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Wednesday, May 29, 2024
The Observer


We are not your inspiration

Five endless stages of a teenage illness


I dread the walk up the white marble stairs, my mother always insists we take them. I think she began noticing that the kids who didn’t make it out of the hospital tended to use the elevator. I snort, as if my using the stairs was going to change anything. 

As I round the second staircase I see him. I get so caught up in him, I don’t even notice. His flaming green eyes are the most color I've ever seen in a hospital. He must catch me staring and I practically faint as his dimple appears with his half-smirk. He is Hot, with a capital “H.”

It isn’t until I catch my breath that I realize he is like me. Most of the people you see below the age of eighteen are visitors to a hospital. Somebody I might see once and will go back to their houses and never come back. So, hate me if you want, but when I notice he has a port in his chest, another form for long-term antibiotics, I kind of get excited. 

I know that’s probably horrible to say, but it's true.

I watch the boy as he walks away. He limps. His pant leg raises with one of his steps and I notice he’s missing a leg. 

I freeze.

 My mother notices and grabs my hand pulling me in the direction of my hospital room.

‘Anger’ (boy’s POV)

“Okay try to take a step,” he says cautiously.  I barely hear his instructions over the pounding of my heart. It doesn’t feel right. It feels like someone kicked my leg out from underneath me, yet somehow, I’m still walking.

I don’t really want to watch what I look like as I take my first steps, but there’s no avoiding it. The room is like a small hallway covered in mirrors. There’s two chairs in opposite corners and a walkway lined with tall bars. I brace them as I try to take my first step. I slowly move my new foot forward by bending my knee and pushing my hip forward. I chant in my head “heel, toe, heel, toe.”

That’s the key to walking with a prosthetic leg — at least that’s what I am told.

I look up at the mirror and cringe. With each step, my hip severely drops. I look weak or injured: it's sad.

I am so over being sad.


F*ck, f*ck, f*ck: if my mother let me curse, I’d be screaming right now. My nurse, this middle-aged woman who always makes sure my breakfast is in the room before I even get here, peels the stickiest clear bandage off my inner forearm. It feels like my skin is peeling off with it. My eyes fill with tears, but I refuse to let them fall.

The number one unspoken rule for sick kids is to never cry. Well, let me amend that: never cry in front of your parents. 

I take a deep breath and squeeze my eyes, hoping the tears will go back to wherever they came from and focus on something else, anything else. I think about all the harder things I’ve gone through. This is nothing in comparison. I think about the time I got my picc line: that f*cking hurt. I had bruises up and down both my arms for days. My nurse at the time stood beside me, held my hand and sang. I kind of thought he might’ve been an angel.

I don’t know, maybe that’s all messed up to say and feel considering I don’t really believe in God, but I do believe in that one angel.

At least, sometimes I like to.


It was as if every time I was left alone, I could feel someone wrapping their hands around my throat and squeezing. As if the feelings I'd buried down for the past eight hour school day rises like a tidal wave crashing so hard, the tears have no option but to fall.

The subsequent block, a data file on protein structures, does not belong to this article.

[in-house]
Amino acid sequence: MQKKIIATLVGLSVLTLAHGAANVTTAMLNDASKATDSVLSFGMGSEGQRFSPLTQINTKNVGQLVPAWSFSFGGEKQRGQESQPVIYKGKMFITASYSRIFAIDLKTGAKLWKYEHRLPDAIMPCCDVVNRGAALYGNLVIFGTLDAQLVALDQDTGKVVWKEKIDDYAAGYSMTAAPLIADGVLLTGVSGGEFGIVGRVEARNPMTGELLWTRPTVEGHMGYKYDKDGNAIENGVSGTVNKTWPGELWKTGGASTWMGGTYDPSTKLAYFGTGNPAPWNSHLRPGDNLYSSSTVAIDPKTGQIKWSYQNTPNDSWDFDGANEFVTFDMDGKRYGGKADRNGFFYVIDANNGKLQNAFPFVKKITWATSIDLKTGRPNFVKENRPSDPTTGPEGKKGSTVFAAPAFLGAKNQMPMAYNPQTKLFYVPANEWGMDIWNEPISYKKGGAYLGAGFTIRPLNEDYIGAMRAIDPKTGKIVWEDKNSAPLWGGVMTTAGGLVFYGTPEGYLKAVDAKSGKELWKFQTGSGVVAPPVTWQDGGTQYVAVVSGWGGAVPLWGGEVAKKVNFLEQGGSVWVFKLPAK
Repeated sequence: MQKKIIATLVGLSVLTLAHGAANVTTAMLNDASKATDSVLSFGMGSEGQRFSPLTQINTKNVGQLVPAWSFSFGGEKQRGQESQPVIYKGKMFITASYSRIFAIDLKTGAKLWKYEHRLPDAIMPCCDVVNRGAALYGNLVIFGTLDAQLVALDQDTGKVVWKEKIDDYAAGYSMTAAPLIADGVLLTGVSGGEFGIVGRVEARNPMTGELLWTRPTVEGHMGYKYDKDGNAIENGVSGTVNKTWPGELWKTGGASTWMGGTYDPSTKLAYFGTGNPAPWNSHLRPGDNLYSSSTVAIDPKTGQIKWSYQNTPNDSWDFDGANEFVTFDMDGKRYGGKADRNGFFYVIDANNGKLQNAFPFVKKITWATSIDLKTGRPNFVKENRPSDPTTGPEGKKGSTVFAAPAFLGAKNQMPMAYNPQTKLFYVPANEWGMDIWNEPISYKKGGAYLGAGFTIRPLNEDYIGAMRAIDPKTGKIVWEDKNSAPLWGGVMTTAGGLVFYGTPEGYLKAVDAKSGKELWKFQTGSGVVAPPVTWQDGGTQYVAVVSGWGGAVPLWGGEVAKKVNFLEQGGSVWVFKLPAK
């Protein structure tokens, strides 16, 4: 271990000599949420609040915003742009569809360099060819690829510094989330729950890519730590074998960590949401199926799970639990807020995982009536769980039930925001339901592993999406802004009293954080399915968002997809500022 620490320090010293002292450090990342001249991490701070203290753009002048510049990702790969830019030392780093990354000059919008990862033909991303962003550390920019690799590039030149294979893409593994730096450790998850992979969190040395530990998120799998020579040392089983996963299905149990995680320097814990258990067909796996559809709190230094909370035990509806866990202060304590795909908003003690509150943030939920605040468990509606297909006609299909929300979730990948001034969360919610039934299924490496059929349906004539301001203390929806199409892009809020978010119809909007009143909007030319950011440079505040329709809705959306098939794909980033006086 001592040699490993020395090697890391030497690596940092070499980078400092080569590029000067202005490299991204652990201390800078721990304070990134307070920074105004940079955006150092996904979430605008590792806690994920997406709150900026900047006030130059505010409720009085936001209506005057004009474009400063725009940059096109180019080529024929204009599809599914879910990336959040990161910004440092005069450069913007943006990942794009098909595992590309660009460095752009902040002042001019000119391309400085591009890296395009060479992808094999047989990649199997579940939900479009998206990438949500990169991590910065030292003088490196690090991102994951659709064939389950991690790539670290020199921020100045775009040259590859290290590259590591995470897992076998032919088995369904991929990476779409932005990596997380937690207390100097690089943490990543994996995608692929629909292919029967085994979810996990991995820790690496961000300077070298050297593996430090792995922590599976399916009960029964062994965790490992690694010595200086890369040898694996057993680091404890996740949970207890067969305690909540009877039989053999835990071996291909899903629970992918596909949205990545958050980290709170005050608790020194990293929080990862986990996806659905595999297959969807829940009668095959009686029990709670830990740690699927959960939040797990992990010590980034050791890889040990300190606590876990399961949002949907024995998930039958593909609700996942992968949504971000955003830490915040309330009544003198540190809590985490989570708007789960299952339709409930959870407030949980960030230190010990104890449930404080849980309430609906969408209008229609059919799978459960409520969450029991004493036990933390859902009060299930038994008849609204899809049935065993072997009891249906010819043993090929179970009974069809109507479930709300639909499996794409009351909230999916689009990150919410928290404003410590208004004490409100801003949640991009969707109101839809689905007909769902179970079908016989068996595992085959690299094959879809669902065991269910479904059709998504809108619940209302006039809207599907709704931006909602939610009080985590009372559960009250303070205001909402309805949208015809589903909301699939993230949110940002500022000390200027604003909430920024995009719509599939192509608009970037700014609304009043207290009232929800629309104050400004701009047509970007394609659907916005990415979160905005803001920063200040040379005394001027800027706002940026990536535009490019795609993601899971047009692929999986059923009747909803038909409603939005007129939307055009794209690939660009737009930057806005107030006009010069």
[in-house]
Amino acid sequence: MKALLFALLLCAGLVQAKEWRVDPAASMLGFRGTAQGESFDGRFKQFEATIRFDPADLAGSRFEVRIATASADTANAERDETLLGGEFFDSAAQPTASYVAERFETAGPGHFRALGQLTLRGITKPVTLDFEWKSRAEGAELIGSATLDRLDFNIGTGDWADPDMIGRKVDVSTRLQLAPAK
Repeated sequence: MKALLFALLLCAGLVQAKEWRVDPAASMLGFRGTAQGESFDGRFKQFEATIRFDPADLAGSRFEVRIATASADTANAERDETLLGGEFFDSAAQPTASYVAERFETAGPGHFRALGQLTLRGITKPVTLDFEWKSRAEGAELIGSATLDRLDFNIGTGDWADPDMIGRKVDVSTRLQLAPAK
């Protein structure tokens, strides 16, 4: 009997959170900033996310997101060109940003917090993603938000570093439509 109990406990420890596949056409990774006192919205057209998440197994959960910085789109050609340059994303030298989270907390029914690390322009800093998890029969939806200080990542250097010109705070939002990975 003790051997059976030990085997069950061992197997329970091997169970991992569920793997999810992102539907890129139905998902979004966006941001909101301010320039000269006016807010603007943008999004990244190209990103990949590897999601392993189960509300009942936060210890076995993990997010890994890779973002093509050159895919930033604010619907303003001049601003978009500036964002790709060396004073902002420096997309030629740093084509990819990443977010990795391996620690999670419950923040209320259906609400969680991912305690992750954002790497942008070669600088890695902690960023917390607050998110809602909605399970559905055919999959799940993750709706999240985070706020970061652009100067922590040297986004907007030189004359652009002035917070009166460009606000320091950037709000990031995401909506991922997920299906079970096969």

I let myself sob.

I see my mom walking from the grocery store back towards the car. And everything retracts as fast as it came. The air once restricted by the imaginary strangler leaves, the tidal waves calm to just a rough sea. It still hurts, but I feel it lower, deeper within my gut. I pull down the car mirror, flip open its cover and begin whipping my tears. 

“One deep breath,” I tell myself. “Inhale, exhale, inhale, exhale.” The car door opens.

“Hey, babe.” She smiles and slides into the driver's seat.

“Hey,” it comes out a little shaky. At the time I thought she didn't know, but she did. I can’t decide how it makes me feel. It doesn't feel right for a mother to force a daughter to take off her mask and be honest, but it also doesn't feel right that she left me that way. 


I cried in front of someone for the first time today. It actually made me feel better and worse at the same time. He knew what I was crying about before I even said anything. Honestly, I was crying about everything. All the years of holding it all in, only realizing that I didn't have to do that: that hurt.

He never asks me how I feel and for once in my life I don't wait for someone to ask. I just tell him. When I start talking I can't stop, “I feel like I can't do anything. I feel like I'm missing out on the best years of our lives. I feel like all people see when they look at me is some sick girl they find inspiring. I feel like no one knows me beyond this stupid f*cking illness. And honestly, I don't even know if I know myself beyond it.” 

I kept talking after that. I’m still crying. It only ever stops when someone walks in. Everytime a door closes or the lights go off, it starts again. Tears fall as if I'm making up for all the years I ever held it in.

Nyla White is junior studying political science and English with a concentration in creative writing. Her life is mostly consumed by Taylor Swift, books and disability advocacy. You can reach her at

The views expressed in this column are those of the author and not necessarily those of The Observer.